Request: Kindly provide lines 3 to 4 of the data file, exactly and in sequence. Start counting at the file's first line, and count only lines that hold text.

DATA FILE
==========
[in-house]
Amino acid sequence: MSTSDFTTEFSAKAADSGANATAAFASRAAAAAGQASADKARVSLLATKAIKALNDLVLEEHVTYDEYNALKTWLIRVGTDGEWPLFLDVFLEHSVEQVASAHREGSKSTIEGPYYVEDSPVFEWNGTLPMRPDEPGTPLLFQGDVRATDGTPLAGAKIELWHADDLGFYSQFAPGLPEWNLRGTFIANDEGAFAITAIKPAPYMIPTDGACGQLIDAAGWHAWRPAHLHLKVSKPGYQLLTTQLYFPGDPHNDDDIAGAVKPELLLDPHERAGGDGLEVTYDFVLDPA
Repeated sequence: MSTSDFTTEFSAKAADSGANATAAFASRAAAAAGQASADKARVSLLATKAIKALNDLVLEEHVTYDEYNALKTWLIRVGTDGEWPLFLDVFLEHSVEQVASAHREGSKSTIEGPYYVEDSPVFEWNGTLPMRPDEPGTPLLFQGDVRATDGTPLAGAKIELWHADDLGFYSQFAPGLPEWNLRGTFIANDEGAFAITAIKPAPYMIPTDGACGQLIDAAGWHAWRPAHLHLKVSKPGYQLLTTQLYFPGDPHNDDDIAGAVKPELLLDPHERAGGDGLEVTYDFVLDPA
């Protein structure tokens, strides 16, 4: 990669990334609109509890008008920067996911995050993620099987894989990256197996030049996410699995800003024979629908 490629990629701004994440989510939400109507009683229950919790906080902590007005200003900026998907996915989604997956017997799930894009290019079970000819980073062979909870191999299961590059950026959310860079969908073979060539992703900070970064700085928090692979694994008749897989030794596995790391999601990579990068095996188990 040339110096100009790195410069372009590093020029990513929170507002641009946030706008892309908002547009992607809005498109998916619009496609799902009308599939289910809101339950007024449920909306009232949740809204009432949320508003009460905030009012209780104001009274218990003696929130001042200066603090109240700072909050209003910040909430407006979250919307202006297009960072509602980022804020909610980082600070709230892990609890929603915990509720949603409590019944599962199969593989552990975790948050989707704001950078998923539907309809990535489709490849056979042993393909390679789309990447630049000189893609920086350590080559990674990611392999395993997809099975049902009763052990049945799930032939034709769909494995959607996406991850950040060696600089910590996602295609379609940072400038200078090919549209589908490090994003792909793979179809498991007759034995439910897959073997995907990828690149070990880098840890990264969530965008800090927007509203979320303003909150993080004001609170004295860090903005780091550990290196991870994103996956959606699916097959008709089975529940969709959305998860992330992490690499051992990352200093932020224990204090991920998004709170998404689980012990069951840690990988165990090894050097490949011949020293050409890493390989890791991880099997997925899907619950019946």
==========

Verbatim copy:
Repeated sequence: MSTSDFTTEFSAKAADSGANATAAFASRAAAAAGQASADKARVSLLATKAIKALNDLVLEEHVTYDEYNALKTWLIRVGTDGEWPLFLDVFLEHSVEQVASAHREGSKSTIEGPYYVEDSPVFEWNGTLPMRPDEPGTPLLFQGDVRATDGTPLAGAKIELWHADDLGFYSQFAPGLPEWNLRGTFIANDEGAFAITAIKPAPYMIPTDGACGQLIDAAGWHAWRPAHLHLKVSKPGYQLLTTQLYFPGDPHNDDDIAGAVKPELLLDPHERAGGDGLEVTYDFVLDPA
């Protein structure tokens, strides 16, 4: 990669990334609109509890008008920067996911995050993620099987894989990256197996030049996410699995800003024979629908 490629990629701004994440989510939400109507009683229950919790906080902590007005200003900026998907996915989604997956017997799930894009290019079970000819980073062979909870191999299961590059950026959310860079969908073979060539992703900070970064700085928090692979694994008749897989030794596995790391999601990579990068095996188990 040339110096100009790195410069372009590093020029990513929170507002641009946030706008892309908002547009992607809005498109998916619009496609799902009308599939289910809101339950007024449920909306009232949740809204009432949320508003009460905030009012209780104001009274218990003696929130001042200066603090109240700072909050209003910040909430407006979250919307202006297009960072509602980022804020909610980082600070709230892990609890929603915990509720949603409590019944599962199969593989552990975790948050989707704001950078998923539907309809990535489709490849056979042993393909390679789309990447630049000189893609920086350590080559990674990611392999395993997809099975049902009763052990049945799930032939034709769909494995959607996406991850950040060696600089910590996602295609379609940072400038200078090919549209589908490090994003792909793979179809498991007759034995439910897959073997995907990828690149070990880098840890990264969530965008800090927007509203979320303003909150993080004001609170004295860090903005780091550990290196991870994103996956959606699916097959008709089975529940969709959305998860992330992490690499051992990352200093932020224990204090991920998004709170998404689980012990069951840690990988165990090894050097490949011949020293050409890493390989890791991880099997997925899907619950019946």